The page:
On Tuesday 23rd of October the EIS Performance Lifestyle (PL) team hosted a webinar with David Lavallee, Professor of Duty of Care in Sport of Abertay University, Dundee, Scotland.
This webinar aimed to inform practitioners about recent research carried out by Professor Lavallee and the National Rugby League (NRL) in Australia. The research has recently looked at the impact of engagement in a career planning program and the effect it has on players, clubs and the NRL overall.
The results show for the first time statistically significant relationships between engagement in career transition planning and performance. Specifically, high levels of engagement in the career planning process with practitioners was found to be positively related to being selected for the team when available, and the number of years contracted by the club and the number of years playing in the NRL overall.
The fact that this research shows how engagement in career planning has a positive impact on an athlete’s performance is something that Performance Lifestyle has instinctively known for a while, however this the first research to support our anecdotal evidence.
Jo Harrison, Head of Performance Lifestyle said: “In Performance Lifestyle we have known and experienced this to be true but having this demonstrated through scientific data for the first time is very impactful. It’s now up to us to use these findings in our day to day interactions to help change the conversation and the out-dated beliefs that still exist around commitment having to be demonstrated through a sole focus on sport”.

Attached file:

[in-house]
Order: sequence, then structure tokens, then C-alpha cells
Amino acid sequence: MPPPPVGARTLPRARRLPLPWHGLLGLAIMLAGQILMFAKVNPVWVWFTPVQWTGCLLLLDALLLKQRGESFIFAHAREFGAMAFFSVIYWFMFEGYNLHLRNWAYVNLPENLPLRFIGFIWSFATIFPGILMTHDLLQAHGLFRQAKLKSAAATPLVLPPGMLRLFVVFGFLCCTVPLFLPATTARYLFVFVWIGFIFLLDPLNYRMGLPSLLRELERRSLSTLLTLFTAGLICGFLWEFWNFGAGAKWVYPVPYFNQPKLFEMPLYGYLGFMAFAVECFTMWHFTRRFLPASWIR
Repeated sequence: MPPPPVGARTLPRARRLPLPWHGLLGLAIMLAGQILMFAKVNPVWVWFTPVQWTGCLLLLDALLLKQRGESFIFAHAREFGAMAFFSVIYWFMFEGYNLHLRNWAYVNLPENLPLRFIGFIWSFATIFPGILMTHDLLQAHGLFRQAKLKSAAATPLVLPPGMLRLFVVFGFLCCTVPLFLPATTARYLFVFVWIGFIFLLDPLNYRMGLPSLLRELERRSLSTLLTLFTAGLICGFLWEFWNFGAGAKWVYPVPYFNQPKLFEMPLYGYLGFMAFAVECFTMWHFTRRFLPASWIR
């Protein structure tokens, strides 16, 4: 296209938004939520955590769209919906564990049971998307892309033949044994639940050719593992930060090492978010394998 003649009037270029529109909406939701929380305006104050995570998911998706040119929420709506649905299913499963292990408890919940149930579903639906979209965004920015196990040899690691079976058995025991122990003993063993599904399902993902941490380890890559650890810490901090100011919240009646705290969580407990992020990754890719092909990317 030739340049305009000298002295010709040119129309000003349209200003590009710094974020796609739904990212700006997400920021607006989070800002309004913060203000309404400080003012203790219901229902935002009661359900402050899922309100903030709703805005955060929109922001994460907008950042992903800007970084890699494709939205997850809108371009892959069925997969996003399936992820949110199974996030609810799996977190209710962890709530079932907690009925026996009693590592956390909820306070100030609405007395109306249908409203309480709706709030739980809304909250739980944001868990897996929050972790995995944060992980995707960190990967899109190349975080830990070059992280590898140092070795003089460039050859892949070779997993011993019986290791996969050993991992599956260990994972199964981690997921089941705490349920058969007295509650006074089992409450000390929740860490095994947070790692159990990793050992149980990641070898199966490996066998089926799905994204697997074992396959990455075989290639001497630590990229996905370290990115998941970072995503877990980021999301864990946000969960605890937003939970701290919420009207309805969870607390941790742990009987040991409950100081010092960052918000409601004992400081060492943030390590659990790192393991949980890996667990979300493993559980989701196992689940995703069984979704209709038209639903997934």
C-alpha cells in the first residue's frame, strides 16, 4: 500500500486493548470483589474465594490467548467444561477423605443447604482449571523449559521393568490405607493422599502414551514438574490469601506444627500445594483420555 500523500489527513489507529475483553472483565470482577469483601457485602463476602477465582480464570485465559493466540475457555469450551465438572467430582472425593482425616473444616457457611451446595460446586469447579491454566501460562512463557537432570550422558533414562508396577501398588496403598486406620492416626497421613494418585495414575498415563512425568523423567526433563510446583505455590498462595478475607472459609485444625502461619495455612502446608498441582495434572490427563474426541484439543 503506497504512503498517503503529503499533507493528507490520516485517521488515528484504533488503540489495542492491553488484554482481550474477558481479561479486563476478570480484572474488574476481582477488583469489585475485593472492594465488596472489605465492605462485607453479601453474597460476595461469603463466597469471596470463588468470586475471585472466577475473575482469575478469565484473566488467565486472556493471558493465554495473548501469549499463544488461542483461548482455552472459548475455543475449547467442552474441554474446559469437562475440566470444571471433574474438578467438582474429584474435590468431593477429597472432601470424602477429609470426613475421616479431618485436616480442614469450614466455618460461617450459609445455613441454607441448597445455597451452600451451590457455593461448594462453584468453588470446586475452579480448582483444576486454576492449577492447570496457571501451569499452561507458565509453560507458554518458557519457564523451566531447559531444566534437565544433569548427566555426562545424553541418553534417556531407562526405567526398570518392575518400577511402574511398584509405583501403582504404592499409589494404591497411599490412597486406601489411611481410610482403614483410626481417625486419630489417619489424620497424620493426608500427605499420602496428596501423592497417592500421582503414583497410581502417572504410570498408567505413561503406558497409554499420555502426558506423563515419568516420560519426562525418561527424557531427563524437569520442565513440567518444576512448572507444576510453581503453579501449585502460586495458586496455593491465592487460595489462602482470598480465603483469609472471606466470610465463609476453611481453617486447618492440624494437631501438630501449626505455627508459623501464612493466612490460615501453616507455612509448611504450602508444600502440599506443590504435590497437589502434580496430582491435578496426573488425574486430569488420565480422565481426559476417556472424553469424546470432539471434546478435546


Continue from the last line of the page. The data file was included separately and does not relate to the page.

The PL team were delighted that Professor Lavallee was able to share key insights from the research with our practitioners and for us to understand further how these ground-breaking findings support the importance and impact Performance Lifestyle services have on athletes and their sporting careers.
This research is extremely valuable to the team because it challenges existing knowledge and can enhance our professional practice. The findings could influence effective changes in the practice of career transition support with the sports and athletes that PL practitioners work with.
As part of the webinar Professor Lavallee said: “It is important for athletes, coaches, and senior administrators who may have misconceptions that engagement in career transition planning is time poorly spent, to understand the positive benefits in relation to sustainable performance.
“The greatest potential impact in sport today rests on how support is provided to participants across the system. In elite sport, I believe the performance gains in world class systems over the next 20 years will come not through technology but by providing support when needed in areas such as mental health and career transition planning, and that these gains will not be marginal gains. They will be significantly greater.”
Professor Lavallee’s study, which analysed over 600 professional athletes across three seasons, found that higher levels of engagement in career transition planning had a positive impact on performance on the field and length of playing career. The study is published in the journal, International Perspectives on Stress and Coping. The infographic below displays these findings.
To find out more about the work of the EIS Performance Lifestyle team, please click here.